Condemned to a lingering demise not too long ago, the Airbus A380 is
bouncing back from those desert graveyards and is being spruced up to
resume its reputation as the passenger-friendly giant of the skies.
Airways is revamping its entire fleet of A380s, Qantas is returning the
superjumbo on routes to Los Angeles and London, via Singapore;
Lufthansa has plans to restart A380 operations next year and Singapore
Airlines has increased A380 scheduled services by almost 200% in the
first nine months of 2022.
Qatar Airways, China Southern and Korean Air have also put A380s back to work.
Emirates, which has the biggest A380 fleet by far, is even calling on
Airbus to consider building a replacement for the A380, which the
aircraft manufacturer says won’t happen now that it has closed down the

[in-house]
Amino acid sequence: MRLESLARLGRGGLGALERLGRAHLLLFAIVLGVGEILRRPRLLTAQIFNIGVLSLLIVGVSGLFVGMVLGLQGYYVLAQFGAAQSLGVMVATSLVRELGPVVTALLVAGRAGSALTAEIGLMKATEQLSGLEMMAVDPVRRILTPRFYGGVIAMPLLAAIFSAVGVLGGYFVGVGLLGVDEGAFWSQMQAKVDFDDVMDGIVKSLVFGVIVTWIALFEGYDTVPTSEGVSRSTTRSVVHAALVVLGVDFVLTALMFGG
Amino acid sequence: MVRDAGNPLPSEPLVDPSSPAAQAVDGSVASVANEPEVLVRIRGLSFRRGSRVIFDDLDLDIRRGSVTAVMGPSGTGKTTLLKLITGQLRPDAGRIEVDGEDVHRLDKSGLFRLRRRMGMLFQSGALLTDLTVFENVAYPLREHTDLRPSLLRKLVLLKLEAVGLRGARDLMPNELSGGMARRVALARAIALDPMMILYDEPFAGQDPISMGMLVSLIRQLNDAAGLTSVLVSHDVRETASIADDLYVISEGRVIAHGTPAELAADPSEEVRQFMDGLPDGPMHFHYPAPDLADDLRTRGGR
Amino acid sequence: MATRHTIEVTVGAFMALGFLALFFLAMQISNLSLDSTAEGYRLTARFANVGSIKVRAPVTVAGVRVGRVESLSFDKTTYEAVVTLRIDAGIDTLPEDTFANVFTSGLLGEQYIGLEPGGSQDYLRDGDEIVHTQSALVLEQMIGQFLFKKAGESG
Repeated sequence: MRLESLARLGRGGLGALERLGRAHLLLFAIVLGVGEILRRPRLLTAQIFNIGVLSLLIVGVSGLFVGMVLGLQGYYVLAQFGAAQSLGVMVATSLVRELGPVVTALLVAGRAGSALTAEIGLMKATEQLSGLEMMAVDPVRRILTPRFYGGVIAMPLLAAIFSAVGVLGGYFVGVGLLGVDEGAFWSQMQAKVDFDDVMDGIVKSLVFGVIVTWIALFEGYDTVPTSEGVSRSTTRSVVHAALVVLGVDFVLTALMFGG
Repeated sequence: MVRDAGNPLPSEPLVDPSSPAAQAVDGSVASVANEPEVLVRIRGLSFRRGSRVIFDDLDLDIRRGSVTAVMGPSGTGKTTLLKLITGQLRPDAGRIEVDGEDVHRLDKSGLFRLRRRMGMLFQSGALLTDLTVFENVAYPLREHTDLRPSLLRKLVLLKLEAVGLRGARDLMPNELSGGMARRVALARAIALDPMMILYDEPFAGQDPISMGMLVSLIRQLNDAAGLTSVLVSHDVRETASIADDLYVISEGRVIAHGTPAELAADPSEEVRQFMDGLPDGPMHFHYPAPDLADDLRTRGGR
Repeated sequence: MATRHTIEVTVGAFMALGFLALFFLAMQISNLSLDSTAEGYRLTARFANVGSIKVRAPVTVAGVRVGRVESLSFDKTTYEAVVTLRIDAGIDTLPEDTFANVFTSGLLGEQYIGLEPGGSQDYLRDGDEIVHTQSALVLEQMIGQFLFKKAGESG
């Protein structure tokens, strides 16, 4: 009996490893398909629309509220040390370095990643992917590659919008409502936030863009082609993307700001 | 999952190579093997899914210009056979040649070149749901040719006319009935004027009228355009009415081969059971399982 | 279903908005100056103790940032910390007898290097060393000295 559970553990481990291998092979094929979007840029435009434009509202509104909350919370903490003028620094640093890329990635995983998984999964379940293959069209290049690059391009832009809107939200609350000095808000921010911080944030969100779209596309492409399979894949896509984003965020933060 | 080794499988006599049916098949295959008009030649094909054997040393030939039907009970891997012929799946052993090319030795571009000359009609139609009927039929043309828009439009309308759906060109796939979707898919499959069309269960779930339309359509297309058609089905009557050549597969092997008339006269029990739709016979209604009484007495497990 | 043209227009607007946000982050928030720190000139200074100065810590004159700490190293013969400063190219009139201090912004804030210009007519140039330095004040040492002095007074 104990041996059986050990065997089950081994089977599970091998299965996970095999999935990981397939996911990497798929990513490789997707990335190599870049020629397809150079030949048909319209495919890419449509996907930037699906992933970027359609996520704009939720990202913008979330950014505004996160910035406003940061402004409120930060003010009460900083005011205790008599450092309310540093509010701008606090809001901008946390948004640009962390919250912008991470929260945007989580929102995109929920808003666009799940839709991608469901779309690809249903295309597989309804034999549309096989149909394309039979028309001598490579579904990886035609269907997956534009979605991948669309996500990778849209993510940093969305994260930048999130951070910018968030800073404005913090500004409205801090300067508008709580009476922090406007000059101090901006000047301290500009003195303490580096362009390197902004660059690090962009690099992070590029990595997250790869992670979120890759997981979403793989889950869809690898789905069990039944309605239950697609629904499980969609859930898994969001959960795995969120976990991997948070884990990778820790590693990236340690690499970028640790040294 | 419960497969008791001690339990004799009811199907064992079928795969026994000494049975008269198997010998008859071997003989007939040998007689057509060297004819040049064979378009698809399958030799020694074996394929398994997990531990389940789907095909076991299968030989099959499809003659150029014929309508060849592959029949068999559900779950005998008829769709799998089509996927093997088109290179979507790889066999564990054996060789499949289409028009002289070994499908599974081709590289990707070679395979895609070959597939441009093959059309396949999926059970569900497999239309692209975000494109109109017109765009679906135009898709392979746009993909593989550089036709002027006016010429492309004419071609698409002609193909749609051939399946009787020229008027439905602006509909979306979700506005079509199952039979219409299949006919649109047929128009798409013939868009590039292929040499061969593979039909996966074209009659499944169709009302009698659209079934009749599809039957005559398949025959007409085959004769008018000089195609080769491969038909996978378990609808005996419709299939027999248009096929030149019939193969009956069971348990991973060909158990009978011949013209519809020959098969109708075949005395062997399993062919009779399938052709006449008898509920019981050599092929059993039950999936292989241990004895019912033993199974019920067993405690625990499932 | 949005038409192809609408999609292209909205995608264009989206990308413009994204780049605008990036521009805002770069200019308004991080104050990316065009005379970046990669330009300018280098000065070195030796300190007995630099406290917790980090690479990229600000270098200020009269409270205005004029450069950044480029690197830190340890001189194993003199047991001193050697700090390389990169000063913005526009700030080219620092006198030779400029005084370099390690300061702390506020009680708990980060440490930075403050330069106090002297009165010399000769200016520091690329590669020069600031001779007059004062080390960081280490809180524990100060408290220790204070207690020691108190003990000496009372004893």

A380 production line with the recent completion of its last A380 for
Only Air France, Thai Airways and Malaysia Airlines are unlikely to
bring the aircraft back into service, and while Etihad has been
reluctant to nominate a date for the A380s return, it is tipped to do so
As air travel data specialist OAG asks: “So what happened?”
In a word, pandemic.
According to OAG, the strength of the recovery post pandemic caught
everyone by surprise. “That demand has seen some airlines re-evaluate
the value of a large aircraft in their fleets, especially when operating
to slot constrained airports where additional frequencies, and indeed
resources, would be hard to secure.
A380 fills that demand gap in many cases and airlines are clearly being
very selective about where they operate the aircraft.”
OAG says other factors are in play that make the A380 more desirable in the post-pandemic recovery.
Delays in deliveries of the B777X, seen by airlines as a replacement
for the A380, and a dispute between Qatar Airways and Airbus over
paintwork on the A350, which has left the Middle East airline short of
planes, has forced airlines looking for other options.
“So, a series of unrelated incidents have all made what was the ugly
duckling for most airlines in the pandemic a possible beautiful swan,”